What is a ‘numerate’ graduate?

You will often hear the term "numerate graduate" mentioned when talking about careers or degrees, but what is a numerate graduate? Read on to understand what it refers to!

Author: UniAdmissions Blog

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You will often hear the term ‘numerate graduate’ mentioned when graduate careers or degree choices are being discussed, but just what is a numerate graduate? Degrees in mathematics related subjects (maths, statistics, physics etc.) often produce what’s described as numerate graduates, as they train graduates to build models and analyse and simulate situations and make predictions. These skills make numerate graduates useful as they possess the skills to analyse data, find patterns and make predictions. This analytical and predictive ability is indispensable to businesses as they want to operate as efficiently and effectively as they can in an uncertain future and if they can foresee how a market might change or how successful a production process might be before doing it they will be able to maintain a competitive edge.

So what does this mean for you? Well numerate graduates are sought after and in short supply, and this skill might what clinches that graduate job for you, a lot of other workplace skills can be developed by a company in a candidate, but without a solid mathematical base after undergraduate it is very unlikely that numeracy will be developed later.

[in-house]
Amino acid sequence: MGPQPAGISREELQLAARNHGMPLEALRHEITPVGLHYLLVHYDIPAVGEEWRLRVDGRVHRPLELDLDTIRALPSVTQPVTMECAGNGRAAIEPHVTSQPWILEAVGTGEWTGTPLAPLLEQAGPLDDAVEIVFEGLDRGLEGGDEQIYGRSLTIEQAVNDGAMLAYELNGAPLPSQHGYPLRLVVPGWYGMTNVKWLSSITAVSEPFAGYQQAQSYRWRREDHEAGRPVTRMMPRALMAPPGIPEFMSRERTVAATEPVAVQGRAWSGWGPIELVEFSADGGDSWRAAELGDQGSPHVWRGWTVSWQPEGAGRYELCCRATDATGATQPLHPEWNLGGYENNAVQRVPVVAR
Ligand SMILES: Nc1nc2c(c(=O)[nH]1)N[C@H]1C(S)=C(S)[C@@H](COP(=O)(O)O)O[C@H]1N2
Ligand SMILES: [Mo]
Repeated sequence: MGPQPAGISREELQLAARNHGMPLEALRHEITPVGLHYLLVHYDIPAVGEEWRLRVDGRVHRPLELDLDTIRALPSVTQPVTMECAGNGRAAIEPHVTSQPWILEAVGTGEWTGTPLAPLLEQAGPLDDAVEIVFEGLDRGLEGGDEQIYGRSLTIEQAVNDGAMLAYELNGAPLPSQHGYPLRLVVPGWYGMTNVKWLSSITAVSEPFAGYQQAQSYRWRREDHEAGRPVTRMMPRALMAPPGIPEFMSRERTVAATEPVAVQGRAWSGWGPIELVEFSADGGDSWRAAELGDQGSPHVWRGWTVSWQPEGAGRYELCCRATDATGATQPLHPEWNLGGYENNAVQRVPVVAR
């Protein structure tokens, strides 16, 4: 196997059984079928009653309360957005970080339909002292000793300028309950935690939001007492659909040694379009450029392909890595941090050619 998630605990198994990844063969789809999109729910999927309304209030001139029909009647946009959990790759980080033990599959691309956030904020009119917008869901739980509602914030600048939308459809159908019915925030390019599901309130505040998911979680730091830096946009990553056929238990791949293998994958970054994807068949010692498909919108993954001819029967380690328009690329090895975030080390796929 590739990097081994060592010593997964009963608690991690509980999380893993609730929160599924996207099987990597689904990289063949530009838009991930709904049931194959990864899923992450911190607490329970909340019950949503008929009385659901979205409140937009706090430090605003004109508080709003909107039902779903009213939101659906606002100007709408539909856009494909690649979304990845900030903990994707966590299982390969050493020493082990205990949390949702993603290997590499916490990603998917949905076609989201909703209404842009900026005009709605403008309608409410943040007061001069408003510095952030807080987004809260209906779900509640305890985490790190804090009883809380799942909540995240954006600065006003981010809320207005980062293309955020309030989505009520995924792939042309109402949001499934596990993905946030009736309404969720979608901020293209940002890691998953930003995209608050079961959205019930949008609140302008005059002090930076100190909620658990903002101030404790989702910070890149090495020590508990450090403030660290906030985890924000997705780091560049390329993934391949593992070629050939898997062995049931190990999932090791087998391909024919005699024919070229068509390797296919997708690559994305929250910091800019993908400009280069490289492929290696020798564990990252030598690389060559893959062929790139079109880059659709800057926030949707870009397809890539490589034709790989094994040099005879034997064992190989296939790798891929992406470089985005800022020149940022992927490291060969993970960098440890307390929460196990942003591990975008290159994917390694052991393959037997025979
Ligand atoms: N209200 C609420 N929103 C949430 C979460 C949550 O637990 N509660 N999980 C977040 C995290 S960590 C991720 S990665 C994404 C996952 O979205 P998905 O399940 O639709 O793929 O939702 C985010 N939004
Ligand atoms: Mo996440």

Aside from positioning the graduate for job hunting after their degree, the methods of analysis and ways of thinking about the world that are instilled in graduates as they develop their mathematical skills are transferable into decision making and management. Taking an analytical approach and stripping a problem down to its critical factors can often give an edge in situations where others are bogged down or confused.

A numerate graduate also possesses the ability to confidently deal with mathematical situations which arise at work, often co-workers may complain about having to do maths or their lack of mathematical ability. The ability to call on this confidence will not only win points with your superiors but also decrease stress as there are very few jobs without any maths involved. This confidence is gained by having had to solve problems at university which are typically more difficult than those encountered on a day to day basis in the work place.

If you are at the stage of considering what degree to choose to apply for, at least some thought should be given to how that degree will develop one’s numeracy skills. The modern workplace will give plenty of opportunities for graduates to develop soft skills or even gain life experience more generally, but if a graduate misses the opportunity to be seen as numerate at the beginning of one’s career (based upon their choice of degree) it will often never be presented again.

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